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What human foods should your pet be avoiding?

Hours and hours of vet visits could be filled with various questions about what our pets can and cannot eat. As a rule of thumb, it’s best to avoid sharing your favorite human food snack with your furry companion. For more insight, we’ve crafted a list of some of the topmost toxic plants and foods for your pet to avoid. The month of March helps raise awareness for poisonous household items, but it’s crucial that your pet doesn’t access any of these objects at any point in the year.

Plants brighten up our home decor and backyard, but it’s really important to monitor your pets and their interactions around these plants. For example, the Sago Palms are very common in South Carolina but are also very toxic to both cats and dogs. The most lethal part of these plants is the seeds, but the consumption of any part of the plant could lead to liver failure.

Aloe is another common plant that can be poisonous to both cats and dogs. During the holidays, a decorative addition of American Holly can carry serious implications for pets. Finally, lilies, a common house plant often tops charts of the most common poison for cats.

While essential oils have health benefits for humans, they should not be used on pets. The ASPCA has even cited essential oils as one of the most common toxic causes of tremors in cats.

When it comes to foods, it’s incredibly important to make sure that your pet isn’t eating anything they shouldn’t be. Common cooking ingredients like onions and garlic contain allium that can cause red blood cell destruction for both cats and dogs.

It’s widely known that chocolate should never be consumed by dogs, although lesser known toxic foods such as grapes and raisins can lead to sudden kidney failure, even in small amounts.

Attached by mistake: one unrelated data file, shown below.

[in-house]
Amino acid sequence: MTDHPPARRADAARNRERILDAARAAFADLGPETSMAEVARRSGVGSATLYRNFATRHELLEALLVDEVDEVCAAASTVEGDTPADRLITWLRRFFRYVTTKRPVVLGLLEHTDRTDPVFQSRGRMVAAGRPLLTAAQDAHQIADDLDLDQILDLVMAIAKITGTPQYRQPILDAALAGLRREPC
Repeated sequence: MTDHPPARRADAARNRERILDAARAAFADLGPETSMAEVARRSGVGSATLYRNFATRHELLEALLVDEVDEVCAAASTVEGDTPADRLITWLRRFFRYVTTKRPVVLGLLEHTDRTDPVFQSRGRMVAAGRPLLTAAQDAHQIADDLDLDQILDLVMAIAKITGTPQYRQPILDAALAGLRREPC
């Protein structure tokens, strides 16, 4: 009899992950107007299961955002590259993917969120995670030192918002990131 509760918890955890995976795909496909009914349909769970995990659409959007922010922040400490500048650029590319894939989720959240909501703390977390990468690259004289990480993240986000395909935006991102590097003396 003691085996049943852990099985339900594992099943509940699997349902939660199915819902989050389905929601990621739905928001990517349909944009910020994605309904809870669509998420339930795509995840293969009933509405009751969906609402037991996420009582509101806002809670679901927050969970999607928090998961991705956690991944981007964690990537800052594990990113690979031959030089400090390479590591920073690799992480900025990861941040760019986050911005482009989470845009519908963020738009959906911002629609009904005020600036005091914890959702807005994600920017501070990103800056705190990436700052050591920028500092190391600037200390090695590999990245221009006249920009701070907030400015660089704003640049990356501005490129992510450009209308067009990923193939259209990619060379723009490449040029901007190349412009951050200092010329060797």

While some fruits, like apples, are okay for your dog to eat, certain elements like the core and seeds should be avoided. This is also the case with pits of fruits and the skins of citrus fruits. Avocados contain a chemical called persin, which in large quantities can be harmful to dogs. To round out the list, caffeine, alcohol, and xylitol– an element found in sugar-free gum, should never be consumed by your pet.

Dogs and bones have been associated for generations, but that doesn’t mean that bones are a safe option for a dog treat. Cooked bones of any kind should never be given to dogs, as they can easily splinter and cause choking or internal bleeding. Even raw bones can break and become choking hazards.

While this list outlines some of the top foods and plants that cause harm in pets, there are far more products, foods, and plants that are toxic to both cats and dogs. If your pet ingests any type of medication or chemicals we recommend you contact the ASPCA Pet Poison Control Center at (888) 426-4435 or download the APCC Free Mobile App.  A consultation fee may apply for phone calls, however, their experts provide valuable information and critical advice to help you and your veterinarian in a potential toxin emergency. In addition, having the package or label in hand is very helpful for your vet and can help save your pet’s life. If you have any questions as to if something might be harmful to your pet, give us a call at (843) 795-7574 or book an appointment today!

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